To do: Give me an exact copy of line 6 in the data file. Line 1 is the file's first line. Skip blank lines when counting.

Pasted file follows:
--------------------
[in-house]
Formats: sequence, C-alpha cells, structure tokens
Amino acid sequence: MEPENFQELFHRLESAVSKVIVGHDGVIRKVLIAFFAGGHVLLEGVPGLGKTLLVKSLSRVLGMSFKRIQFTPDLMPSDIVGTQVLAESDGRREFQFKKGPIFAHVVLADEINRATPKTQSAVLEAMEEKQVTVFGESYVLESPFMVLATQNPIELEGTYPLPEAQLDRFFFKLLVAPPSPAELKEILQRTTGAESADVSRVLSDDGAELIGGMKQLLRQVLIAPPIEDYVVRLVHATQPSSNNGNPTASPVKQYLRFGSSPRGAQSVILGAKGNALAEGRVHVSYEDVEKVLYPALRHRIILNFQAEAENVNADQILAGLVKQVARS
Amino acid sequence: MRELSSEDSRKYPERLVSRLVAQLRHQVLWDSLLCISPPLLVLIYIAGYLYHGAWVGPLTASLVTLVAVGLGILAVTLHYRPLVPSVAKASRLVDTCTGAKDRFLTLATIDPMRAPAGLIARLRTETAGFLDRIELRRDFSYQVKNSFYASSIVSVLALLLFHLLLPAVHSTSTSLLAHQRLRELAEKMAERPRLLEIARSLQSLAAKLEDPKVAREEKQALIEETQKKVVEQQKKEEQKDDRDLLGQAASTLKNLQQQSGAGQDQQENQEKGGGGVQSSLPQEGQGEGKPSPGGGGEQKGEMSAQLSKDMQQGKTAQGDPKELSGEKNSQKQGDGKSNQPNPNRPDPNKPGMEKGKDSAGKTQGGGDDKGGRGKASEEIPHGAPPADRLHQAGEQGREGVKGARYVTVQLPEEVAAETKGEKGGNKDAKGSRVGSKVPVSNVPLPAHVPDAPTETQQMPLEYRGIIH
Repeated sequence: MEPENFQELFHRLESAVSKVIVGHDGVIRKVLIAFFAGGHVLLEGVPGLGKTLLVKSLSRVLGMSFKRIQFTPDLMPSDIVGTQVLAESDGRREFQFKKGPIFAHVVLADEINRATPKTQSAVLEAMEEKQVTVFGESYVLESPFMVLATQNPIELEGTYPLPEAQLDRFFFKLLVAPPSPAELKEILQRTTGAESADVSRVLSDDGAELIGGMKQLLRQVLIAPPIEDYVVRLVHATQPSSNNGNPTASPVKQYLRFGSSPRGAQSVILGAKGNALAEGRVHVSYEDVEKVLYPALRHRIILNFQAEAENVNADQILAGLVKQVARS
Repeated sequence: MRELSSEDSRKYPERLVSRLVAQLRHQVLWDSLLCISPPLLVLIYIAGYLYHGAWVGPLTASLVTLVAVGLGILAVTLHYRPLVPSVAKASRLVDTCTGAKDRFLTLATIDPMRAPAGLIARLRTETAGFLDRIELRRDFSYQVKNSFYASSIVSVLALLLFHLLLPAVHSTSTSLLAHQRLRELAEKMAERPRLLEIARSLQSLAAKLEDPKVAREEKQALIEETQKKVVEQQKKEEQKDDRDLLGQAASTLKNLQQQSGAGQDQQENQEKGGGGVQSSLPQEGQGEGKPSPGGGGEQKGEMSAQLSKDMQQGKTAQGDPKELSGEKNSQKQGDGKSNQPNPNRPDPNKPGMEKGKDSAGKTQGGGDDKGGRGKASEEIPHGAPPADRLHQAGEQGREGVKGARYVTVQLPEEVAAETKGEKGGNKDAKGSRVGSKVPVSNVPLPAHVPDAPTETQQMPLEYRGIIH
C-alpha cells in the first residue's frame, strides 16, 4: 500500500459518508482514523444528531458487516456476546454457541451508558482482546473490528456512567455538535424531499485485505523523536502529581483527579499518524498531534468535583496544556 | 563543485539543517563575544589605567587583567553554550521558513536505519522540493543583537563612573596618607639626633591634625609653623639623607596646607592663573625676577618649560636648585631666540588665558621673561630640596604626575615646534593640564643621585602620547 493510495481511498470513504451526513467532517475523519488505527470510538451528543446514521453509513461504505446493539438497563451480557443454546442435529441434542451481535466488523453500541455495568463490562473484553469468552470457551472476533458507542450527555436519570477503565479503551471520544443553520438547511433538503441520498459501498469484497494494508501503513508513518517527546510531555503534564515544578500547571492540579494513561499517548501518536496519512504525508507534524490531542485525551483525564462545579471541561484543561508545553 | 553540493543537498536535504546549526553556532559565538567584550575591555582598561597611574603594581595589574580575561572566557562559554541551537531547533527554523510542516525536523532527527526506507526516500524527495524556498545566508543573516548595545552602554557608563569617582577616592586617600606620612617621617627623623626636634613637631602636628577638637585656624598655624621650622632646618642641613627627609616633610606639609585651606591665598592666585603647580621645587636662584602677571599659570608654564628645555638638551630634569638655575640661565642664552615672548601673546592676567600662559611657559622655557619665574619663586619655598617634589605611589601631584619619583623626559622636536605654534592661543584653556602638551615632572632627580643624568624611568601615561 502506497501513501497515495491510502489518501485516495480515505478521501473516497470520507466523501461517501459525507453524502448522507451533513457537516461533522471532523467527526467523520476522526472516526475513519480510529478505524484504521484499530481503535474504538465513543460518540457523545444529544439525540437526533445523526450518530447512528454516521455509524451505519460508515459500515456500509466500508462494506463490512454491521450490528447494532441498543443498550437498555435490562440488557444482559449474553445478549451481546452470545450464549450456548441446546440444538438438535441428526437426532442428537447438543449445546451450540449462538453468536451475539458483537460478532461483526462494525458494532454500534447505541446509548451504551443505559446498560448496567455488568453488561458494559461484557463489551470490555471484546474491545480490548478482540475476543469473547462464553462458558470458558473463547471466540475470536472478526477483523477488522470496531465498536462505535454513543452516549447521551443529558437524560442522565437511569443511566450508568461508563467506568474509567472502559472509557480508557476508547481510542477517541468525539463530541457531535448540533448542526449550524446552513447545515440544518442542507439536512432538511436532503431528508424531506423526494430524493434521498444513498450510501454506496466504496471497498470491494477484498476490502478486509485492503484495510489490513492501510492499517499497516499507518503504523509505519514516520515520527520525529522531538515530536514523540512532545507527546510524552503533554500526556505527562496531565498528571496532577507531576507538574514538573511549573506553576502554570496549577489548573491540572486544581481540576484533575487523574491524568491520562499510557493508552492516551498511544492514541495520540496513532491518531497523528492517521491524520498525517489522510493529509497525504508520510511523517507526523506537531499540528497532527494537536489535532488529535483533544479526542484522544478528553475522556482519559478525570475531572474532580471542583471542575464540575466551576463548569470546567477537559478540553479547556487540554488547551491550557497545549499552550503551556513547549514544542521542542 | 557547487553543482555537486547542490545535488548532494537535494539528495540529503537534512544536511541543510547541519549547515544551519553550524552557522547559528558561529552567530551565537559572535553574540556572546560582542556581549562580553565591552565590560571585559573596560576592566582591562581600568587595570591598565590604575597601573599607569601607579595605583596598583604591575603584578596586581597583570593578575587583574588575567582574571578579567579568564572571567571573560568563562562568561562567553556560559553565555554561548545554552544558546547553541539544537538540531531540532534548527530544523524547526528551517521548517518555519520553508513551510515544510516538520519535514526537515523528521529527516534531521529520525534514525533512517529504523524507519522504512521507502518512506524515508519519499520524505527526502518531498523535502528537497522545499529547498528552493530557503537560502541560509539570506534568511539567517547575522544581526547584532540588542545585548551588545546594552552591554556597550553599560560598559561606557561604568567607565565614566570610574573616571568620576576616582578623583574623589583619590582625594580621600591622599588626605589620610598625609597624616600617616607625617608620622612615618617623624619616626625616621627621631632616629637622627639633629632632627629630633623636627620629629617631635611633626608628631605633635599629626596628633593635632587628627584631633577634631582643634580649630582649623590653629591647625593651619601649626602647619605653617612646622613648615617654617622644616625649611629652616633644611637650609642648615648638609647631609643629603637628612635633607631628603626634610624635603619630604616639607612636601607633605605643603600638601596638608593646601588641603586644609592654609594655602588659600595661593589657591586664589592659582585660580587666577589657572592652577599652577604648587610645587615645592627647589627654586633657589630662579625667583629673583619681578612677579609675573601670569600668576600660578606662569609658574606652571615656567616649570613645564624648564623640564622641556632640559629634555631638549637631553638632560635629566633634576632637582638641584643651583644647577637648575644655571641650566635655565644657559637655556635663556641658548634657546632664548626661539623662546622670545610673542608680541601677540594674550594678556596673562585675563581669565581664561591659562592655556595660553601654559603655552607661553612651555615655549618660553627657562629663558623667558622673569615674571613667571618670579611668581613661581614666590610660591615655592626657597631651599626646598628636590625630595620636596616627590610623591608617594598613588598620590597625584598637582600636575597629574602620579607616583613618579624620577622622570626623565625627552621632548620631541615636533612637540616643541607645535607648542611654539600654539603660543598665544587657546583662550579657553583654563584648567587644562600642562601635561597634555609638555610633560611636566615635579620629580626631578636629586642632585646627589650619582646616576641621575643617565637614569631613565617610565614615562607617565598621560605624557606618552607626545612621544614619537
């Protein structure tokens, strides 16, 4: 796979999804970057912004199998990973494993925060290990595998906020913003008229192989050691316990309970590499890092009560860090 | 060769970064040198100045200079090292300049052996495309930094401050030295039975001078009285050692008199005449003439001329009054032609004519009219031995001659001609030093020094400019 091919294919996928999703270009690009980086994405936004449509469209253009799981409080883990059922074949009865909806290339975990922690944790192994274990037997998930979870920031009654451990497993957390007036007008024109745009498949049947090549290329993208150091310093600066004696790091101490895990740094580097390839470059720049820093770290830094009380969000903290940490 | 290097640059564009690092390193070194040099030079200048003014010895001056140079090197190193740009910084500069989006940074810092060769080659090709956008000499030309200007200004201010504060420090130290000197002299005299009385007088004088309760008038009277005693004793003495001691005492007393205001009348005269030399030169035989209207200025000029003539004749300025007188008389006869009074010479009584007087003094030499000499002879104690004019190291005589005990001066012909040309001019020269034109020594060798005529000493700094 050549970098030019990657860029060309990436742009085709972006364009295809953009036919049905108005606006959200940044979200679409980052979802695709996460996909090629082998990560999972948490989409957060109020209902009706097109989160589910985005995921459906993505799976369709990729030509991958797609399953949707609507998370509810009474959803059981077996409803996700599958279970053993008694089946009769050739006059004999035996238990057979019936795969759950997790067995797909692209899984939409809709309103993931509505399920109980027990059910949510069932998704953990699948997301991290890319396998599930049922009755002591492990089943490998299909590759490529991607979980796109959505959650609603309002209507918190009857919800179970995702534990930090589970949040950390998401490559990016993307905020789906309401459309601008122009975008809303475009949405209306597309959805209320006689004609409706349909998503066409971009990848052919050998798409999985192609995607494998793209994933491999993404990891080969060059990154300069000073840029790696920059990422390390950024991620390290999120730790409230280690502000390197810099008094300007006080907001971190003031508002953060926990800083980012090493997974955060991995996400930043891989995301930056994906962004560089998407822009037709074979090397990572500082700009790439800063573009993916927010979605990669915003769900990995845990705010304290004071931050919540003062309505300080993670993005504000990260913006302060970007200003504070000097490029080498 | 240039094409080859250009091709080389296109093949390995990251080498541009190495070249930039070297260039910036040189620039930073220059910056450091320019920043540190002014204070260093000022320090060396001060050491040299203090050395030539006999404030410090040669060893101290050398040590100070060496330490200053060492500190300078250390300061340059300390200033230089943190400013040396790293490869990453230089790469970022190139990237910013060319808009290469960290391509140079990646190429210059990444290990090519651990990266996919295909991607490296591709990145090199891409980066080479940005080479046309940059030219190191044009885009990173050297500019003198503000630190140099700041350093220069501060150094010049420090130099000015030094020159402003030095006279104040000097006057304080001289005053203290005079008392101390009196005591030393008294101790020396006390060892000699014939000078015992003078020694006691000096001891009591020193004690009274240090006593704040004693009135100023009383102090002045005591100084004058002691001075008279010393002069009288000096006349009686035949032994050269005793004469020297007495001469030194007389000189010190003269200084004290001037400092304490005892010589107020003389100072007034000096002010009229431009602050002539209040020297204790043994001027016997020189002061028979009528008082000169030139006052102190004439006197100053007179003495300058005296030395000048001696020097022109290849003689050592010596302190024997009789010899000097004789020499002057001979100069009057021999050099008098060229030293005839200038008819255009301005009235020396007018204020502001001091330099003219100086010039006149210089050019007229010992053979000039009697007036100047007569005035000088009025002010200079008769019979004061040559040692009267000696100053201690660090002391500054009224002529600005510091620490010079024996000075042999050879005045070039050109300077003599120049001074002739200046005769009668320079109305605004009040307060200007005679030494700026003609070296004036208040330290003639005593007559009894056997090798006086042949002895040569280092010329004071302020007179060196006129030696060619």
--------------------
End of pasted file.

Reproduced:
Repeated sequence: MRELSSEDSRKYPERLVSRLVAQLRHQVLWDSLLCISPPLLVLIYIAGYLYHGAWVGPLTASLVTLVAVGLGILAVTLHYRPLVPSVAKASRLVDTCTGAKDRFLTLATIDPMRAPAGLIARLRTETAGFLDRIELRRDFSYQVKNSFYASSIVSVLALLLFHLLLPAVHSTSTSLLAHQRLRELAEKMAERPRLLEIARSLQSLAAKLEDPKVAREEKQALIEETQKKVVEQQKKEEQKDDRDLLGQAASTLKNLQQQSGAGQDQQENQEKGGGGVQSSLPQEGQGEGKPSPGGGGEQKGEMSAQLSKDMQQGKTAQGDPKELSGEKNSQKQGDGKSNQPNPNRPDPNKPGMEKGKDSAGKTQGGGDDKGGRGKASEEIPHGAPPADRLHQAGEQGREGVKGARYVTVQLPEEVAAETKGEKGGNKDAKGSRVGSKVPVSNVPLPAHVPDAPTETQQMPLEYRGIIH